Sayers, Mark. Disappearing Church: From Cultural Relevance to Gospel Resilience. Moody Publishers, 2016.
In Disappearing Church: From Cultural Relevance to Gospel Resilience, Sayers seeks to show that the “Western church’s favored strategy of cultural relevance” will not hold up in the “Third Culture” of post-Christianity and must be replaced by strategies that promote resilient gospel-centered, orthodox faith (14).
In support of this purpose, Sayers maintains that:
1. Post-Christianity should not be assumed to be the religious pluralism of pre-Christian societies nor the god-less culture promised by secular society. Instead, post-Christianity is typified by hyper-individualism and the rapid increase of neo-Gnostic “faith” which seeks to escape the world of the mundane for the world of “the awesome, the stimulating, the pleasurable” and seeks to “escape our real bodies for perfected bodies” (61-63).
2. The two forces of “individualism” and “neo-Gnosticism” collaborate to corrode all institutions and colonize efforts aiming for relevance. Since the 1980’s, the Western church has experienced apparent success with strategies aimed at relevance but has unknowingly allowed Gnosticism to disciple many. Now, churches are “disappearing” as even their most committed members attend less, give less, and adopt more and more values of the individualistic culture around them. The missional church which sought to transform culture by imbedding itself in culture now finds itself transformed by culture and syncretized to it.
3. To respond to the challenge of Gnosticism in the church and outside of the church, Sayers offers multiple strategies. First, individual Christians should be discipled to be “slaves, not seekers” (84). Second, ministries should be freed from the burden of “winning over the public” (117). Third, churches should embrace and relearn the discipline of re-creating institutions that “structure a desirable experience, so that it becomes repeatable on a regular basis” (129). Fourth, leaders must confront their own individualistic and Gnostic tendencies through withdraw/return experiences that root them in abiding in Christ as opposed to the affirmation of the crowd (156).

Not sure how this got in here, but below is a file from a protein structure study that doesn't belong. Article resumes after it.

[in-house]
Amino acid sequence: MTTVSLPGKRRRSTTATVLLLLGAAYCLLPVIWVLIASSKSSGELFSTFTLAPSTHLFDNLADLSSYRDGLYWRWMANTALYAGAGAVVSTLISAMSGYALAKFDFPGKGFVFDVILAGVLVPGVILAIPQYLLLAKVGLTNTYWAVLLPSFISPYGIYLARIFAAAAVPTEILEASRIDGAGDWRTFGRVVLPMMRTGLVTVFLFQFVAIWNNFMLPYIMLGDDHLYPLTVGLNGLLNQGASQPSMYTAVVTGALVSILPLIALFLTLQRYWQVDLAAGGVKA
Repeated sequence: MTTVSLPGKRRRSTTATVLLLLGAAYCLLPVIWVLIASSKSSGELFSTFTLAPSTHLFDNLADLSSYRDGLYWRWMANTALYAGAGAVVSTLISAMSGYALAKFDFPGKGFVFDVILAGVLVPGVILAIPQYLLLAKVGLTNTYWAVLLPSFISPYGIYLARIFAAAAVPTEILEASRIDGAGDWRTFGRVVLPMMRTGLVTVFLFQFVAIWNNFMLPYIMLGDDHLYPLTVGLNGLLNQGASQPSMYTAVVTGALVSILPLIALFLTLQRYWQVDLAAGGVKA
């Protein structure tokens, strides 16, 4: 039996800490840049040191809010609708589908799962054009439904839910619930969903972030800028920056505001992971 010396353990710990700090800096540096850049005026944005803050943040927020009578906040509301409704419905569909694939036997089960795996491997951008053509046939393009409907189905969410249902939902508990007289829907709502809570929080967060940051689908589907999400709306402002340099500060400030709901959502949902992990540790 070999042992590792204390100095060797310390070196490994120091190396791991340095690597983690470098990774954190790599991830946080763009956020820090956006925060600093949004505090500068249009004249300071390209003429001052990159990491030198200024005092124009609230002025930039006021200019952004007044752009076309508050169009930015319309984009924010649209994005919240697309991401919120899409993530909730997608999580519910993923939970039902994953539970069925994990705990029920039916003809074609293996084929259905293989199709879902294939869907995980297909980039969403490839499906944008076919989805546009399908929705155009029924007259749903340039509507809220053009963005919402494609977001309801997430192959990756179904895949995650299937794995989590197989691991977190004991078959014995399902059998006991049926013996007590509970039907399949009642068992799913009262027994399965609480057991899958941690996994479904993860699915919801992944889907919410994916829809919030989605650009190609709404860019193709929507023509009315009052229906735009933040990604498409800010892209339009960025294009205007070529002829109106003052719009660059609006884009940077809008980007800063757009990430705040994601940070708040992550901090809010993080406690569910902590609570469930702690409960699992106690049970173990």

In my view:
1. Sayers helpfully identifies and names two forces pressuring the Western church, individualism and neo-Gnosticism. His critique of the church growth and missional church movements as naïve to the colonizing ability of the “third culture” is particularly helpful. Philip Reiff’s taxonomy of first culture (belief in many gods, individual is victim, world as spiritually charged and frightful place), second culture (Scripture as revelation of God and Judeo-Christian ethic dominate, ordered and rational universe is ruled by one true God, individuals find peace through worship and obedience to God), and third culture (defines itself against second culture, rejects sacred order and creates constant flux, deconstruction of the sacred is the chief value, autonomy of the individual is the highest good, meaning and purpose of stories and symbols is left up to the individual) is particularly useful as a quick reference and illustration of the danger of pursuing relevance as a missional strategy in a third culture (43-46).
2. Sayers’ solution to the forces pressing upon the church favor a monastic, “Benedict option” that may be workable in some situations but largely leaves unanswered how Christians are to be resilient who do not have the luxury of withdrawal (for more on the Benedict option see Rod Dreher, The Benedict Option: A Strategy for Christians in a Post-Christian Nation, 2017). Here, Sayers’ solution could be strengthened by pointing to multiple forms of faithful Christianity in a third culture context. For example, in addition to monastic withdrawal, some Christians will need to prepare for and weather hostility and even persecution in order to remain in “public spaces” such as the public schools in America. Individual churches will have to work through what embodied resilience will require in a particular context.
3. Sayers’ accounting of the forces pressuring the church is good but does not anticipate the additional forces that have surfaced since the publication of the book. In particular, racial strife has revealed that the “Beautiful Apocalypse” does not look so beautiful to everyone (90). The intensified financial crisis precipitated and prolonged by the COVID-19 pandemic of 2020 has created a rupturing of resentment along racial and economic lines. The church has been caught in the wake of widespread virtue signaling with “relevance” no longer being established by being “cool” but with vocal, or at least social media, opposition to one side or the other. Whether an individual or church speaks out for or against or remains silent does not matter. They will receive hostility from someone as public opinion fractures even further. The Holy Spirit-empowered ability to “love your enemy” may be the greatest evidence of gospel faithfulness in the days ahead.